Unfortunately, this two year period is not always as straightforward as it may appear. The determining factor for the statute of limitations for legal malpractice actions is whether or not a case is actually in litigation. In the case of Silvestrone v. Edell, 721 So.2d 1173 (Fla. 1998), the Florida Supreme Court held that the two year statute of limitations begins to run when the final judgment became final, i.e. when there are no more appeals remaining or when the time to make an appeal has expired. The Silvestrone rule, then, necessarily applies to cases that are in litigation. If, however, the client’s dispute is settled prior to any complaint being filed at all, the statute of limitations necessarily must change, as Florida’s Fourth District Court of Appeal distinguished in Glucksman v. Persol North America, Inc., 813 So. 2d 122 (Fla. 4th DCA 2002). In this instance, a client who believes that his attorney has committed malpractice has two years from when the parties executed the settlement agreement to file a lawsuit.

At the beginning of 2014, the Fourth District Court of Appeal faced a situation where neither the rule from Silvestrone nor Glucksman seemed to fit. In Arrowood Indemnity Co. v. Controy, Simberg, Ganon, Krevans, Abel, Lurvey, Morrow & Schefer, P.A. (Fla. 4th DCA Jan. 8, 2014) 2014 WL 51692, a complaint had been filed, but the case had not yet proceeded to trial. The parties eventually reached a settlement before the trial began, and agreed to a dismissal of the litigation. The plaintiff filed a legal malpractice claim against his attorney just over 2 years past the date the settlement agreement in the original dispute was executed. The attorney moved to dismiss on the grounds that the holding from Glucksman should control; in other words, the plaintiff had missed the two year deadline from when the parties executed the settlement agreement. The circuit court agreed with the attorney, and the plaintiff appealed.

The Florida Fourth District Court of Appeal reversed the Arrowood decision, holding that the rule from Silvestrone applied. The Court rationalized that the plaintiff could not have known that the settlement was final until the trial court formally dismissed the litigation and there was no appeal by either party of the court’s dismissal. As in Silvestrone, the statute of limitations does not begin until the case has become final, as long as a complaint has been filed, and regardless of whether the case ends up proceeding to a trial or not.

The following sums up the statute of limitations for the filing of legal malpractice claims in the state of Florida:

  • Before a complaint has been filed? Two years from the execution date of any settlement agreement.
  • After a complaint has been filed but before a trial? Two years from the date of final judgment.
  • After a trial? Two years from the date of final judgment.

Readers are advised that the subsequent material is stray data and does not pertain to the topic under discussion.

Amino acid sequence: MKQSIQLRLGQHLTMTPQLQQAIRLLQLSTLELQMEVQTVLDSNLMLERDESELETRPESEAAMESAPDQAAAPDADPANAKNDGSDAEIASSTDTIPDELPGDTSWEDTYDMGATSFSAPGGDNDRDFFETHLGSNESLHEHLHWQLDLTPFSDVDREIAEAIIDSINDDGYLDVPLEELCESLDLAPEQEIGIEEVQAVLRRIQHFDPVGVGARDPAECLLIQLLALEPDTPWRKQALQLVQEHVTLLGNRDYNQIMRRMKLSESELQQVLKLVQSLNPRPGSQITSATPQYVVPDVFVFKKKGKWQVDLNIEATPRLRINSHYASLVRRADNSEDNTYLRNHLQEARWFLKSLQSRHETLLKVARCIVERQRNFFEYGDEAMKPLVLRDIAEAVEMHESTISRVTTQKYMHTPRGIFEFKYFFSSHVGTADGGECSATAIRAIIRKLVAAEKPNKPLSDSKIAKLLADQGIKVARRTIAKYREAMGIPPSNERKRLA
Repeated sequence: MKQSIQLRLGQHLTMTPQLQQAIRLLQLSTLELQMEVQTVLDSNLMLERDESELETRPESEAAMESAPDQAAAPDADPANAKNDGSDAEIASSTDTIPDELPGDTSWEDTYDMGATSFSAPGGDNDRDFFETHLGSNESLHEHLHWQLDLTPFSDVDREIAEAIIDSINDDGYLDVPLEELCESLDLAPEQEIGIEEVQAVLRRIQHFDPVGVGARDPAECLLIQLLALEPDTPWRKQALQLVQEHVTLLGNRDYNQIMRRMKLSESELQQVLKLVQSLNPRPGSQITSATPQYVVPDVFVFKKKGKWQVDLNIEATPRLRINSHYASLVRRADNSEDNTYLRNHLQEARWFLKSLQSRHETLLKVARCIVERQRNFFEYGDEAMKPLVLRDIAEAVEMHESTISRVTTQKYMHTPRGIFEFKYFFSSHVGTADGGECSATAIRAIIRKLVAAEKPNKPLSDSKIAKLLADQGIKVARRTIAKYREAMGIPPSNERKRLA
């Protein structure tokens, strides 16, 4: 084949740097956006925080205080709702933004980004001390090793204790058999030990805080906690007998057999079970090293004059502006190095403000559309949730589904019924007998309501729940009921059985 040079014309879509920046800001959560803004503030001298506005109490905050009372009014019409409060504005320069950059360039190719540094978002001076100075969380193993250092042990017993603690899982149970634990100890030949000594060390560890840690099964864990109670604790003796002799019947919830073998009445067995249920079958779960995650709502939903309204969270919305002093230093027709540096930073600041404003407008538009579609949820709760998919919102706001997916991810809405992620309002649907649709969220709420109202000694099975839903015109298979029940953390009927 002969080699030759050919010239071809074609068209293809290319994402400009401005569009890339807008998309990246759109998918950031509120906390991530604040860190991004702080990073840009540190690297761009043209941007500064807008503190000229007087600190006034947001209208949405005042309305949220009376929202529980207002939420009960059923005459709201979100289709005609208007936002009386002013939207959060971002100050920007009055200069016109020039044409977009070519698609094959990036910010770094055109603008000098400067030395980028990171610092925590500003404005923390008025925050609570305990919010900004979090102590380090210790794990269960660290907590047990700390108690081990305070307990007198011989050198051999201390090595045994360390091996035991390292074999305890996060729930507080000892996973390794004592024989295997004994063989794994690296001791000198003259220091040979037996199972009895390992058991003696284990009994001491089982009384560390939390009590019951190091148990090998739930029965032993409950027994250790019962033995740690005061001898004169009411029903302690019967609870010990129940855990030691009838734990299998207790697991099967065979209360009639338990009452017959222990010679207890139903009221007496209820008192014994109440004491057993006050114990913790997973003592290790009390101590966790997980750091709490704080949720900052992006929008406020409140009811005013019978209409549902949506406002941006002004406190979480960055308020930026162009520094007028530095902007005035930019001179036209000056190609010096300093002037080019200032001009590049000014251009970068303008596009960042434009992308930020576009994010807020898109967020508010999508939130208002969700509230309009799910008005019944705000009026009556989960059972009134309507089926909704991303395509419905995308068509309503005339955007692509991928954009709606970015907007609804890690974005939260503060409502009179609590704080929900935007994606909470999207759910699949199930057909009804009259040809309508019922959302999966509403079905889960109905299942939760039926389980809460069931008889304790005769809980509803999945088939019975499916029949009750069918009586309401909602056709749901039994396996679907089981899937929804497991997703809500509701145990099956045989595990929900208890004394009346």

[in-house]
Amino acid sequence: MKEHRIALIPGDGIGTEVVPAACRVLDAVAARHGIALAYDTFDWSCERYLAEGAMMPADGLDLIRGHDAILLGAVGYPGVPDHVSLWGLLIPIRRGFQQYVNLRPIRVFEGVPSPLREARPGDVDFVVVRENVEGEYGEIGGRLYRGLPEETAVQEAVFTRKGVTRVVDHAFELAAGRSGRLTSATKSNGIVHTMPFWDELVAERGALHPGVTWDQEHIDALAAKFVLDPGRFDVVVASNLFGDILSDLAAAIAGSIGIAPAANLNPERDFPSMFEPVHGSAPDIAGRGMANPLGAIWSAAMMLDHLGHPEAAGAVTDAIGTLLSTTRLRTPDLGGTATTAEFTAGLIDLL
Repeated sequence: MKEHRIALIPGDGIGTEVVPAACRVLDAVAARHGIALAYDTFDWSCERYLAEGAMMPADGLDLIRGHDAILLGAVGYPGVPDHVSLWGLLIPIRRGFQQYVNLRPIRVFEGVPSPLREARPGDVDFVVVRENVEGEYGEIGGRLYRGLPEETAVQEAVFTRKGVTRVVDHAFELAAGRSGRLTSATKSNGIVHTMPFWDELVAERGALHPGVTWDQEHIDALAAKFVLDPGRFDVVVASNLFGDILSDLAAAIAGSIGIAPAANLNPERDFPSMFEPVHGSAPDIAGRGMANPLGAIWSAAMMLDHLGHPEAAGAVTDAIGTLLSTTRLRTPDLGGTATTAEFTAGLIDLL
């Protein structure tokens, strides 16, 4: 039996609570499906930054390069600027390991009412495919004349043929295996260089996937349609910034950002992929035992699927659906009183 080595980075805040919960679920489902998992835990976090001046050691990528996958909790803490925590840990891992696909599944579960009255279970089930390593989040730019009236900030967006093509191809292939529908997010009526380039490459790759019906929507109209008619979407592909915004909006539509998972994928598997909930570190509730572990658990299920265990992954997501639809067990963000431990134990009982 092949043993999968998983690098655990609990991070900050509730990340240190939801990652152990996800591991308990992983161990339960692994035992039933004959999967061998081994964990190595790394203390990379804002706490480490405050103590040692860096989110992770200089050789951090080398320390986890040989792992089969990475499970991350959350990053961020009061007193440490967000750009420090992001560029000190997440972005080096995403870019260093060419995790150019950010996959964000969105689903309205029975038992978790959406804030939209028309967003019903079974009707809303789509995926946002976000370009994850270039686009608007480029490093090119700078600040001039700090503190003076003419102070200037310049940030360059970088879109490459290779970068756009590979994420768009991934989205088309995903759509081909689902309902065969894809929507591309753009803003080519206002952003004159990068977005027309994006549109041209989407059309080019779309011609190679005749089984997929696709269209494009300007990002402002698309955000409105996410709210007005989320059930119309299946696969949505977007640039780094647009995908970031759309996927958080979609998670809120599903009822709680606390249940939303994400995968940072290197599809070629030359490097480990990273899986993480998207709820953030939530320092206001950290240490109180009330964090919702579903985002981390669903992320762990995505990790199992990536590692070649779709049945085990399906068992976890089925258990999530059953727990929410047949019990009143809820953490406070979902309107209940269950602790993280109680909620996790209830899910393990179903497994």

Think You Have a Malpractice Claim? Don’t Wait!

Legal malpractice claims can be complicated and may require a lengthy amount of investigation. There needs to be enough time remaining on the statute of limitations for your attorney to investigate your claim. Therefore, if you believe you have a claim for legal malpractice, it is best to contact a reputable malpractice attorney as soon as possible. The attorneys at the Law Offices of Craig R. Zobel are dedicated to helping clients affected by legal malpractice. Call (561) 277-1819 today for a free, confidential consultation.

When Should You Hire a Florida Legal Malpractice Attorney?

When Should You Hire a Florida Legal Malpractice Attorney?
When a litigant believes or knows that he or she has sustained significant financial harm as a result of a lawyer not performing the job he or she was hired to perform.
Who Should You Hire to Evaluate a Potential Florida Legal Malpractice Claim?

A Lawyer experienced in the trial and appeal of legal malpractice matters is the best choice.

Ethical Obligations

All attorneys are governed specifically by the Florida Legal Ethics Rules, which state in part that attorneys must swear a duty to engage in professional, ethical and “competent representation to their clients.” (Florida Ethics Rule 4-1.1). Such competence is measured by legal knowledge, skill, thoroughness and preparation. (Rule 4-1.1). However, many attorneys, for a variety of reasons, may not meet the standard of care expected in representation. Florida precedent specifically outlines that a legal malpractice claim may exist where the lawyer was employed, the lawyer neglected a reasonable duty, and the lawyer’s actions or failure to act resulted in harm or loss to the client. See, e.g., Lenahan v. Russell L. Forkey, P.A., 702 So.2d 610, 611 (Fla 4th DCA 1997).

Types of Malpractice that Frequently Occur

Some common situations where legal malpractice occur include:

(1) If an attorney has failed to meet a certain deadline, such as filing a motion or conveying evidence to the other side in accordance with procedural requirements of open and honest discovery, then a legal malpractice lawsuit may be appropriate.

(2) Malpractice may arise in circumstances where an attorney fails to file a pleading or make an appearance.

(3) An Attorneys may also be guilty of legal malpractice where he or she has inadequately prepared a client’s case.

(4) Malpractice may occur when an attorney fails to expend the necessary time, effort, and money to develop expert testimony that is necessary to the case.

(5) Malpractice may arise in circumstances where an attorney fails to prepare or adequately research issues in the case.

(6) Lawyers may also subject to malpractice claims for not divulging conflicts of interest or acting contrary to their client’s best interest.

Get Another Perspective